Home   Canterbury   News   Article

MP's son Alex Brazier suffers polar penis during Spear17 trek across Antarctica

When Alex Brazier agreed to take part in a three-month polar expedition, he was well aware of the dangers he faced – but a chilly willy perhaps wasn’t the first that sprang to mind.

The 26-year-old doctor is two weeks into a 1,100-mile trek across Antarctica – one of the most inhospitable places on earth where temperatures can go as low as minus 50 degrees.

But it is the nether regions where Alex, a former Junior King’s pupil and the son of Canterbury MP Julian, admits to suffering most.

Alex Brazier. Credit: Spear17
Alex Brazier. Credit: Spear17

In an online update about the progress of his team of six military reservists, he writes: “We found that for some reason I was getting particularly chilly in the nether regions.

“There’s a phenomenon called polar penis, which sounds hilarious but as it turns out incredibly unpleasant, and really quite painful and cold, so suffering a bit from this morning.

“Fortunately, I now have a large thick woollen hat stuffed down in that region. It turned out to make all the difference. The hat will probably stay there for the next 80 days.”

Alex and his team are doing the trek unsupported, carrying all their food equipment with them. If they achieve their feat, they will more than double the number of people who have trekked across the entire continent in this way.

Each man is on skis and pulling his own sled, or pulk, across the snow and ice. It contains mostly fuel and food plus their tents.

The group battling the elements. Credit Spear17
The group battling the elements. Credit Spear17

The trek is being done in memory of Henry Worsley, who died in January trying to cross the continent on his own. The team, known as the South Pole Expedition Army Reservists 2017 or Spear17, is hoping to raise £100,000 for the Army Benevolent Fund.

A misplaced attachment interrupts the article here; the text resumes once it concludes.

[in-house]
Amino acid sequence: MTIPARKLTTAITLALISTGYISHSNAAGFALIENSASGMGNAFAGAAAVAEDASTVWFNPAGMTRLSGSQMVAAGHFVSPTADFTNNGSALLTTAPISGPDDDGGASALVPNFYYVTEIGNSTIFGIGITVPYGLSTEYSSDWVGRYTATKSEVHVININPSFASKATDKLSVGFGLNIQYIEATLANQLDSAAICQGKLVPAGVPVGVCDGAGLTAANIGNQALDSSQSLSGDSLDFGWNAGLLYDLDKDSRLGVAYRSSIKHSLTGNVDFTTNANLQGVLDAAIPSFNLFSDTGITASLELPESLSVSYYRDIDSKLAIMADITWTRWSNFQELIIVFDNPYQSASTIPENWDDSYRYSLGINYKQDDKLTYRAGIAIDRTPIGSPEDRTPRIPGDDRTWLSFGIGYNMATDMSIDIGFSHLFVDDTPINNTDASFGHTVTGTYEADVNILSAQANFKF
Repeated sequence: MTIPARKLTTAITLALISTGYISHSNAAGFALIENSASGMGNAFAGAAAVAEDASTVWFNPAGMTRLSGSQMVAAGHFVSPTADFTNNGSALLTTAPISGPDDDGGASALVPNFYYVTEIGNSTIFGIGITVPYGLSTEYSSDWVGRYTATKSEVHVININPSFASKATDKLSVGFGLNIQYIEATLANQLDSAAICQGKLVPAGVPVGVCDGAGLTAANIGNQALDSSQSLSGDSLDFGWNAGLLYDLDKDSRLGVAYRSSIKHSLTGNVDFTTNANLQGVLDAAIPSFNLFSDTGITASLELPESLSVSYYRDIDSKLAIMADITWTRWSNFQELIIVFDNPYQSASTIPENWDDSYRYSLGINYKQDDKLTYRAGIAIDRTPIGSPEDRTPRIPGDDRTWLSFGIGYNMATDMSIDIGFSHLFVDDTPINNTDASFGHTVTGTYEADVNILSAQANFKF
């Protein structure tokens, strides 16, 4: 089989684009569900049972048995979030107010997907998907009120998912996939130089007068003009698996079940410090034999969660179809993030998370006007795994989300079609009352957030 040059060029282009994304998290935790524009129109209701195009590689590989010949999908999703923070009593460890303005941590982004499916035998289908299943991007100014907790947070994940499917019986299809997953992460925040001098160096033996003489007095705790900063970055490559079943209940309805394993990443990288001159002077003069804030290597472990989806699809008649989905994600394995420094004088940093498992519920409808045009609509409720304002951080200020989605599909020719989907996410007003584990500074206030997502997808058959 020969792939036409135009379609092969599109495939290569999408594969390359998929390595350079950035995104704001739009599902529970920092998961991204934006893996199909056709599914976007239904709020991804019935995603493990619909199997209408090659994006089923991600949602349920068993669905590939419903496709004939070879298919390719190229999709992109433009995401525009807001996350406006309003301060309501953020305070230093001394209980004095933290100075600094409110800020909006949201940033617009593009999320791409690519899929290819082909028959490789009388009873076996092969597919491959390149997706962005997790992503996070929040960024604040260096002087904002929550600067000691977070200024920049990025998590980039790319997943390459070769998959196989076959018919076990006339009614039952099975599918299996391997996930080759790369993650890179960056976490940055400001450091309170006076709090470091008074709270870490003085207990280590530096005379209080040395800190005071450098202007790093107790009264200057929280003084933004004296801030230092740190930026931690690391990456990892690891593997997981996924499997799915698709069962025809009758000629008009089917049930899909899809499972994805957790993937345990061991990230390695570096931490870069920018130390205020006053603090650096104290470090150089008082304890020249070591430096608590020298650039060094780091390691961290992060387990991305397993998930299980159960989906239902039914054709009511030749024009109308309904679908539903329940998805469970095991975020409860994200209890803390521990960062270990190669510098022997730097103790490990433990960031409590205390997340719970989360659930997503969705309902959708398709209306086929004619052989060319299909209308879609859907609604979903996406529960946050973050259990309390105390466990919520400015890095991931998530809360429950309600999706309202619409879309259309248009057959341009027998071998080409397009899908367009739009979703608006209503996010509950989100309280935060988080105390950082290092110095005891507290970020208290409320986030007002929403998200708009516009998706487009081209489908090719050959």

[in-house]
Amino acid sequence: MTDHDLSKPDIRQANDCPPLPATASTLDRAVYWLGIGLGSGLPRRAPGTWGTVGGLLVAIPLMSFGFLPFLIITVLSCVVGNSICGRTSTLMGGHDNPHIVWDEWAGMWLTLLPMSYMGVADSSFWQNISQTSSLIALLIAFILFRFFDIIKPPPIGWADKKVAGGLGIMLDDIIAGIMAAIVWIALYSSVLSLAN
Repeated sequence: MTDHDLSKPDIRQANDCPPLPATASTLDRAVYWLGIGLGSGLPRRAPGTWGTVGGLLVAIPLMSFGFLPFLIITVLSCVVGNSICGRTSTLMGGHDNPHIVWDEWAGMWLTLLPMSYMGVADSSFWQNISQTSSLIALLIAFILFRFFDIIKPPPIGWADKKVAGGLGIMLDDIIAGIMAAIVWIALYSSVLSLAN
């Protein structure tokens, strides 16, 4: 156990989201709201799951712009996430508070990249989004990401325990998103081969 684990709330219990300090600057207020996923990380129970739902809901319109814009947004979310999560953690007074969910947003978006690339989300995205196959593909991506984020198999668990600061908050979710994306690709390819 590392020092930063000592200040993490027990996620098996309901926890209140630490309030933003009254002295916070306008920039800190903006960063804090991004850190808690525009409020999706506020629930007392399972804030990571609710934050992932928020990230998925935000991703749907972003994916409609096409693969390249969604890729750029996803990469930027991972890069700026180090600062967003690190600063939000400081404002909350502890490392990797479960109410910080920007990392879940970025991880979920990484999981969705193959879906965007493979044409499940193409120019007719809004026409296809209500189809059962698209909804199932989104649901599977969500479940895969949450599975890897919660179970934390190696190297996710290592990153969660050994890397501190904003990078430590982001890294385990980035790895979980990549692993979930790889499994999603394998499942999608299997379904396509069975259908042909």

They constantly have to battle with ferocious winds and cold and routinely suffer from icicles as long as 6in forming off their noses.

On Sunday, team leader Lou Rudd posted this update: “To summarise today, I can probably do it with the word: horrendous.

“Really tough day today for the team, in some difficult conditions.

“We got some advance notice yesterday evening about some strong winds coming our way, and right on cue this morning, as we were preparing during the morning tent routine, the winds really did pick up, and we were faced with about a 45-50-knot head wind which really drove the temperature down as well.

“The wind chill was heading towards the minus 30s and that made going pretty difficult. But we decided to go for it and try and get some progress in, so we packed up, and set off. And then the Great White Queen really started throwing it all at us and fairly soon after we set off.”

Lou says the team considered calling it a day, but instead they persisted and did a full 10 hours – 13.8 nautical miles in distance. They have now passed the earth’s 82-degree point. They are due to finish on January 31.

Log on to www.spear17.org to follow the team’s progress

Close This site uses cookies. By continuing to browse the site you are agreeing to our use of cookies.Learn More